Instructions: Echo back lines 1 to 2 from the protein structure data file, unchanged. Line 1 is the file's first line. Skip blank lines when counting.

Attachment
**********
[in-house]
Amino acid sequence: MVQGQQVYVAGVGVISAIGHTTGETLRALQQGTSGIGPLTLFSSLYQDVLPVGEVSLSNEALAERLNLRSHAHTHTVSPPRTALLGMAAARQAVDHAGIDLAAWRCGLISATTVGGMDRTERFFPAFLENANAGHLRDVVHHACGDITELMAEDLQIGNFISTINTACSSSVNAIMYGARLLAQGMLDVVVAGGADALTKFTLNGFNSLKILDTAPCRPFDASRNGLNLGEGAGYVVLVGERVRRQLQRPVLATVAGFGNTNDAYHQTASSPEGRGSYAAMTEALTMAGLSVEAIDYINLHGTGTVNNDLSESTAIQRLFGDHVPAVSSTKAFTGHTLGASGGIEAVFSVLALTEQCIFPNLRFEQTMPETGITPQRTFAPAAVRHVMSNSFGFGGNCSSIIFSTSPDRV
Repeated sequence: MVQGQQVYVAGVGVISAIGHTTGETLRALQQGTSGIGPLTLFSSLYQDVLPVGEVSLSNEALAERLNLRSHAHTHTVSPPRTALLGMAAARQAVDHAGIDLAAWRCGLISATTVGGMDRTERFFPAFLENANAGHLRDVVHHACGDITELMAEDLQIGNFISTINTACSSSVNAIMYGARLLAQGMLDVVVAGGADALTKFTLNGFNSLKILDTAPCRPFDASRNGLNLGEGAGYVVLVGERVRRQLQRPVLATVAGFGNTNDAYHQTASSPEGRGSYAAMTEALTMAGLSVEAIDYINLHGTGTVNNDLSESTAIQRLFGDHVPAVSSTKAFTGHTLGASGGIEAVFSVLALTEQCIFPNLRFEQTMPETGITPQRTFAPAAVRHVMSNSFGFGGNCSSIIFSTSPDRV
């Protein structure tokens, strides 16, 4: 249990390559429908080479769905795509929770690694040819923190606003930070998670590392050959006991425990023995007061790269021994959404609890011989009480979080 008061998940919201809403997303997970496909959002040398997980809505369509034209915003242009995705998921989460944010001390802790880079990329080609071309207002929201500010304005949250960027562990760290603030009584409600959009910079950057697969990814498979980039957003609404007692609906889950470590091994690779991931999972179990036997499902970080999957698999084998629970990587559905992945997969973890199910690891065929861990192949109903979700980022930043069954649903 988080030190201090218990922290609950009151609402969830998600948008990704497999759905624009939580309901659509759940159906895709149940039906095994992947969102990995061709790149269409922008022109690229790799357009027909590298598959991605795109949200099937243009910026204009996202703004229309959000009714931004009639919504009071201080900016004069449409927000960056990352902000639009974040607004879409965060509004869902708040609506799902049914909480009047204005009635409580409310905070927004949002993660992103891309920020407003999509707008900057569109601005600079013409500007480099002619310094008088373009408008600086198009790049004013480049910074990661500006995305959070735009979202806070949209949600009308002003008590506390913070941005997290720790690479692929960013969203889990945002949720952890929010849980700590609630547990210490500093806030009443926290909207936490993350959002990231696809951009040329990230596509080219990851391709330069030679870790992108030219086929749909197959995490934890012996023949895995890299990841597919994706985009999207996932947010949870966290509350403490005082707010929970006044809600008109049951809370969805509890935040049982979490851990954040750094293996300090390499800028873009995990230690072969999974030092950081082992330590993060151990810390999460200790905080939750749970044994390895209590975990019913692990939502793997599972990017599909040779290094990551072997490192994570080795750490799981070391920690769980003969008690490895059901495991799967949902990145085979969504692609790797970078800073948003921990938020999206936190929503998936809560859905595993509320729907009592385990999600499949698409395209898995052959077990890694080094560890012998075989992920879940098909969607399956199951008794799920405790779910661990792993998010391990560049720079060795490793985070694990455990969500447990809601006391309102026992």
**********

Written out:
[in-house]
Amino acid sequence: MVQGQQVYVAGVGVISAIGHTTGETLRALQQGTSGIGPLTLFSSLYQDVLPVGEVSLSNEALAERLNLRSHAHTHTVSPPRTALLGMAAARQAVDHAGIDLAAWRCGLISATTVGGMDRTERFFPAFLENANAGHLRDVVHHACGDITELMAEDLQIGNFISTINTACSSSVNAIMYGARLLAQGMLDVVVAGGADALTKFTLNGFNSLKILDTAPCRPFDASRNGLNLGEGAGYVVLVGERVRRQLQRPVLATVAGFGNTNDAYHQTASSPEGRGSYAAMTEALTMAGLSVEAIDYINLHGTGTVNNDLSESTAIQRLFGDHVPAVSSTKAFTGHTLGASGGIEAVFSVLALTEQCIFPNLRFEQTMPETGITPQRTFAPAAVRHVMSNSFGFGGNCSSIIFSTSPDRV